The Babe Theory Of Political Movements.
Mar. 21, 2005 11:50 AM
Iran's Sham Election In Houston.
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Oct. 31, 2005 12:41 AM
Health Care vs. Wealth Care.
Nov. 23, 2005 3:28 PM
Americans Voting With Their Feet.
Nov. 30, 2005 1:33 PM
Idea Majorities Matter.
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Twilight Zone Economics.
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The "Shrinking" Middle Class.
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From Ashes, GOP Opportunities.
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Battle Between Entitlements & Pork.
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Let Economic Freedom Reign.
Dec. 22, 2006 10:22 PM
Biggest Health Care Moment In Decades.
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Unions Antithetical to Liberty.
May 28, 2008 11:12 PM
Right To Work States Rock.
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Social Security Reform Thursday.
March 13, 2008
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Quotational Therapy: Obama.
Apr. 4, 2008
Mainstream Melee: Wolfowitz.
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Trivia Tidbit Of The Day: Part 430 -- Jackpot Justice.
Excessive Tort Costs Harm American Competitiveness-
The Pacific Research Institute this week released a study on excessive tort costs in America. One of the interesting and relevant findings (.pdf):
The United States had a 2.2-percent ratio of tort costs to GDP, compared with Germany (1.1 percent), Japan (0.8 percent), and the United Kingdom (0.7 percent). Aside from Italy (1.7 percent), the other countries examined in the study have tort costs comparable to historic levels observed in the United States in the 1960s and 1970s.
2.2% of America's GDP is the "total" cost of our tort system. The good news is that some of those costs are perfectly legitimate. According to the study, though, 59% of those American tort costs are "excessive" (1.3 percent of the 2.2 percent).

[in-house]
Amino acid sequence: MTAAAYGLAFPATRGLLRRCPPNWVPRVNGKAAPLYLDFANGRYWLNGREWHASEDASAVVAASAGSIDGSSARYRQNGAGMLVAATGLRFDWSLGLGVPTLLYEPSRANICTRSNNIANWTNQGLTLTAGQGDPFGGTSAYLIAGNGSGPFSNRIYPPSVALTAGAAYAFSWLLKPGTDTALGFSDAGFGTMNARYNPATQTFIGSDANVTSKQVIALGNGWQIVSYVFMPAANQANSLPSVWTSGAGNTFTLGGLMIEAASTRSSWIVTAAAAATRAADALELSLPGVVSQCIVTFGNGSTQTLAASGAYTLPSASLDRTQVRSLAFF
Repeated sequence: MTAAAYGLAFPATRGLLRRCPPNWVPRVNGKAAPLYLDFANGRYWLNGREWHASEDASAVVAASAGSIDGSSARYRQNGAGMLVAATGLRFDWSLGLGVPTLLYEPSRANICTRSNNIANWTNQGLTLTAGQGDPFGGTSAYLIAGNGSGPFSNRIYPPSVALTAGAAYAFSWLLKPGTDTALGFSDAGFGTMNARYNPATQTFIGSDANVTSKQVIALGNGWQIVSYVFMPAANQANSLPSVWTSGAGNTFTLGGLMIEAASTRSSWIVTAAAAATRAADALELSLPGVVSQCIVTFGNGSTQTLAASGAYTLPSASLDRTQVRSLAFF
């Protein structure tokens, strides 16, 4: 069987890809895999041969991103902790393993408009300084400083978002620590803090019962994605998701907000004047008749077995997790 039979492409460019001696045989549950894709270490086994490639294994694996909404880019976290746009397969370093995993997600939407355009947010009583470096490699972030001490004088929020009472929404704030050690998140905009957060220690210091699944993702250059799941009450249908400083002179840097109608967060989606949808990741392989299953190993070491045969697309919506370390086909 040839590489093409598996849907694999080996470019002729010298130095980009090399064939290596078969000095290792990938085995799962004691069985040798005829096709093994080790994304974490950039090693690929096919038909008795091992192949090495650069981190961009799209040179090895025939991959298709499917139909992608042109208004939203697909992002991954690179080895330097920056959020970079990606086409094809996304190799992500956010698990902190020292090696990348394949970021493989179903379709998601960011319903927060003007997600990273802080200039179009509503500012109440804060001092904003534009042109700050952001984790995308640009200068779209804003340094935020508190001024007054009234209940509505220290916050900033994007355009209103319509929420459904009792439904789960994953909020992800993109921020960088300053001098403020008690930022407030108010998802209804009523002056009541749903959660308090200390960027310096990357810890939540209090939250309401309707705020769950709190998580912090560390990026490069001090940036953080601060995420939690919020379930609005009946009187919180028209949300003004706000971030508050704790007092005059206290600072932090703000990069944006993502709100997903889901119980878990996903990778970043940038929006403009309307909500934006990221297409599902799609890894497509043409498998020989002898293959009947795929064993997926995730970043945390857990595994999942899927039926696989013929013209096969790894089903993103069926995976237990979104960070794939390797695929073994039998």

"Excessive" tort costs account for nearly 600 billion dollars in lost American awesomeness, annually:
America wastes $589 billion each year from excessive tort litigation. This is roughly equivalent to losing the entire annual output of the state of Illinois. It is equivalent to a seven-percent tax on consumption or a 10-percent tax on wages. The annual price tag, or “excess tort tax,” for a family of four in terms of costs and forgone benefits is $7,848. The capitalized value of the waste, assuming it continues at its current level into perpetuity, is $11.32 trillion.48 Americans shoulder this burden through higher prices, lower wages, decreased returns on investments and land, and less innovation.
The Jackpot Justice study, 68 pages long (.pdf), explains what makes a tort cost "excessive" in a lot of detail. When Home Depot, for example, includes a built-in "what if someone sues us" component in its prices on saws or hammers or other items, that's an excess cost. When R&D is stifled, resulting in fewer new and innovative medicines, gadgets, other products, and services, that's an excess cost. When companies choose to relocate to other countries to avoid dealing with ambulance-chasers, taking jobs with them, that's an excess cost. When stock prices are adversely impacted by frantic news/rumors of blockbuster litigation, that's an excess cost. And so on.
Regardless of the exact number, it's pretty clear that the United States, in order to compete for capital and jobs in a global economy, is going to need to look at some serious tort reform.
The U.S. has a lot going for it (relatively competitive tax rates, a well-educated, highly-skilled workforce, etc.). America's economy is the largest in the world. In just the past few years, it has grown so much that it has added the equivalent of the entire Chinese economy. We're kind of a big deal.
But we could still do better. Our society's excessive litigiousness clearly has harmful effects, but eliminating some of those negatives could help the American economy stay on top for generations to come.
Previous Trivia Tidbit: Redistribution.
Posted by Will Franklin · 28 March 2007 11:00 PM
2.2% extra grit in the wheels of the economy.
I call it the "lawyers' tax".
Posted by: Ken McCracken at March 29, 2007 01:08 AM